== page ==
By Erin Somers
Most distributors at the L.A. Screenings fall into one of two categories: indies and studios. But what about the companies that fall somewhere in the middle? VideoAge caught up with Sheila Aguirre, senior vice president of Sales and Development, Latin America and Hispanic U.S.A. for format powerhouse FremantleMedia Enterprises, and, to some extent, Gabriela Lopez, senior vice president of Argentina-based Ledafilms –– which distributes content to Latin America from U.S. studios –– to find what the L.A. Screenings are like for mini-majors.
Aguirre was buoyant about the event. “We’re looking forward to being at L.A. Screenings this year, as always,” she said, “It gives us a great opportunity to tie up deals started at MIP-TV and catch up with clients that weren’t in Cannes.”
Where product is concerned, Aguirre and company are focusing on finished series including Motor City Motors, Michelin Stars: The Pressure For Perfection and brand new cooking show Annabel Langbein: The Free Range Cook. Added Aguirre: “We have some of the best returning series and franchises that broadcasters can rely on.” Such returning shows include She’s Got the Look, Celebrity Apprentice, and the Martha Stewart Catalogue.
In addition to the formats Fremantle launched at MIP-TV, Aguirre’s team is also bringing a host of game show formats. Titles include The Price Is Right, Let’s Make a Deal, Family Feud and Five Against Quizmaster.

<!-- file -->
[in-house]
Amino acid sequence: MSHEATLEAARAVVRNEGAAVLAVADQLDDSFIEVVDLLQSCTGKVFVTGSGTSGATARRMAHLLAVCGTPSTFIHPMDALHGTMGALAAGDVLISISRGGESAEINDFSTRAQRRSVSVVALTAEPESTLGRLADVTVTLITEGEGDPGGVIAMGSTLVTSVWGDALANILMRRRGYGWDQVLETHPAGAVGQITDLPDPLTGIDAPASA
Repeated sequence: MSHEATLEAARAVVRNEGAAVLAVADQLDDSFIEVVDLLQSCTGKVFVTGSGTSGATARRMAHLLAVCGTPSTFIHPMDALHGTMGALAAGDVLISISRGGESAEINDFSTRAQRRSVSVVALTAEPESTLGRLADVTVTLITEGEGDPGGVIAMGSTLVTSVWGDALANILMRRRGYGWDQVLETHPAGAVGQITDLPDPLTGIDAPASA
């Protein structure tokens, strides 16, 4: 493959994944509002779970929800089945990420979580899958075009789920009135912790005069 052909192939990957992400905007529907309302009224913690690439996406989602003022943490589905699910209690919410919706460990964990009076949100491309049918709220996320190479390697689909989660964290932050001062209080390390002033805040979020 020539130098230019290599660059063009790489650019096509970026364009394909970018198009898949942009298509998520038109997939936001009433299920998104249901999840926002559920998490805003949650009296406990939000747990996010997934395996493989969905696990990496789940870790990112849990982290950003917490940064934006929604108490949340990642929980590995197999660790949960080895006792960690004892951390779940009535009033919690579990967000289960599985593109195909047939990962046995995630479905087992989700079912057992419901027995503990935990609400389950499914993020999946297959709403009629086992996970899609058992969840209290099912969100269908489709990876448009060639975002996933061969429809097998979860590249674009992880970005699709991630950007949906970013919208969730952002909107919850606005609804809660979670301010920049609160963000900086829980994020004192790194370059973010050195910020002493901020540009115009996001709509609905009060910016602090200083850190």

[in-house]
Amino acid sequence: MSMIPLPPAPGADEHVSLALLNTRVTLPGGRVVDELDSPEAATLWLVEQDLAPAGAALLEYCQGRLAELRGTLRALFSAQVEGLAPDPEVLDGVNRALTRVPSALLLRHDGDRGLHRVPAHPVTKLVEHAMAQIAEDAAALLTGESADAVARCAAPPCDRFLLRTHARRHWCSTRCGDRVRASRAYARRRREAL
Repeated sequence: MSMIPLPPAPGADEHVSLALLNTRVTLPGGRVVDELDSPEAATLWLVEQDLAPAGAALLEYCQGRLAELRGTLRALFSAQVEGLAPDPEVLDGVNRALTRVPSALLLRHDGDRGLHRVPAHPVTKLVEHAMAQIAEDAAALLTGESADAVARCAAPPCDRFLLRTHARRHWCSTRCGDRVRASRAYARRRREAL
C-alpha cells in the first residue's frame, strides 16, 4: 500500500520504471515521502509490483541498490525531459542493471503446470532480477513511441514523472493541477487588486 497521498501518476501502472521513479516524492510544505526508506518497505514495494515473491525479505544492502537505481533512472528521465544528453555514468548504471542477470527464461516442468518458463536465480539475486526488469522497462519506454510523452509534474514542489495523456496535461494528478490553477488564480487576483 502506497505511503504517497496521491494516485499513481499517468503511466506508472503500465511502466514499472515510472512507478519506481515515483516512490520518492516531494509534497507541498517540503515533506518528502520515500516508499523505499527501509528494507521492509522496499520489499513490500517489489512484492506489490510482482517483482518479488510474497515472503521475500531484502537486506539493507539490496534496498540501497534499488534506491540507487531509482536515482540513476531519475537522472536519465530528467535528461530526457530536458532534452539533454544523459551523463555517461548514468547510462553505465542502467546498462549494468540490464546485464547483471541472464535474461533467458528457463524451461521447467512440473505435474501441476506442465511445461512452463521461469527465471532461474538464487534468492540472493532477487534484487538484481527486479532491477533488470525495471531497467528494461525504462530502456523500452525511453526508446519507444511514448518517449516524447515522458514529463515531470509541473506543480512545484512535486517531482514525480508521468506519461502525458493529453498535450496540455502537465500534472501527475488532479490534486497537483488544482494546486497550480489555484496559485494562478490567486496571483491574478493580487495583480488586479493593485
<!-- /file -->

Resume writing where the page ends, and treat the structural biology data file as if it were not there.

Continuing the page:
Asked about programming trends to expect at the Screenings, Aguirre remarked that the pan-regional channels in Latin America are expanding their programming grids. “There has been a particular rise in demand for factual and lifestyle programs,” she said.
Ledafilms walks the line between studio and indie in the sense that it acts as a sales agent for Paramount Pictures-Dreamworks as well as independent companies like Los Angeles-based Lucasfilm. Gabriela Lopez said that, although a good number of companies her firm represents are focused primarily on Latin America, her team has other goals for the Screenings as well. “We’re also launching a new animated production project in association with Miami-based Exim and Italy’s Mondo TV,” she said. “It’s called Bondiband, and it will have worldwide distribution plus licensing and merchandising.”
Lopez also predicted that although some sales will go to the independents, the Latins will get most of their product from the studios. “It’s very difficult to estimate a percentage,” she said, “But there is no doubt that the main amount of product acquired by the Latin networks comes from major studios and the largest independent Hollywood producers.”
The full L.A. Screenings report will be available in the May 18 edition of VideoAge, first distributed in Los Angeles and later, mailed and posted online.